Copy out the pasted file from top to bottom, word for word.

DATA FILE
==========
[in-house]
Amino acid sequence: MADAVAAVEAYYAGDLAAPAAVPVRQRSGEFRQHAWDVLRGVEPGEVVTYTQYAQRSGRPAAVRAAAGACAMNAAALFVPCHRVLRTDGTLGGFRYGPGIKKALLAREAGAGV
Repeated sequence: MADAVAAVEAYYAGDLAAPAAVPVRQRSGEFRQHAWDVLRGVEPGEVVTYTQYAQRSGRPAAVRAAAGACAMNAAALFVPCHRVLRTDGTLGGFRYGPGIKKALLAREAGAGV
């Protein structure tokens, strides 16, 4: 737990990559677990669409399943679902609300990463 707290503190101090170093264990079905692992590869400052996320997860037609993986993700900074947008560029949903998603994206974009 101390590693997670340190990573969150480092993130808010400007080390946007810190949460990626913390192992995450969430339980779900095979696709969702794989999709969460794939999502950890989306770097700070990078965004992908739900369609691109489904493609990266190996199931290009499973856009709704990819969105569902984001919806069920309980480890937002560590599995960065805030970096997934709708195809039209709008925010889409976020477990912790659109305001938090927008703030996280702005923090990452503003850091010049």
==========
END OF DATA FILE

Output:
[in-house]
Amino acid sequence: MADAVAAVEAYYAGDLAAPAAVPVRQRSGEFRQHAWDVLRGVEPGEVVTYTQYAQRSGRPAAVRAAAGACAMNAAALFVPCHRVLRTDGTLGGFRYGPGIKKALLAREAGAGV
Repeated sequence: MADAVAAVEAYYAGDLAAPAAVPVRQRSGEFRQHAWDVLRGVEPGEVVTYTQYAQRSGRPAAVRAAAGACAMNAAALFVPCHRVLRTDGTLGGFRYGPGIKKALLAREAGAGV
């Protein structure tokens, strides 16, 4: 737990990559677990669409399943679902609300990463 707290503190101090170093264990079905692992590869400052996320997860037609993986993700900074947008560029949903998603994206974009 101390590693997670340190990573969150480092993130808010400007080390946007810190949460990626913390192992995450969430339980779900095979696709969702794989999709969460794939999502950890989306770097700070990078965004992908739900369609691109489904493609990266190996199931290009499973856009709704990819969105569902984001919806069920309980480890937002560590599995960065805030970096997934709708195809039209709008925010889409976020477990912790659109305001938090927008703030996280702005923090990452503003850091010049």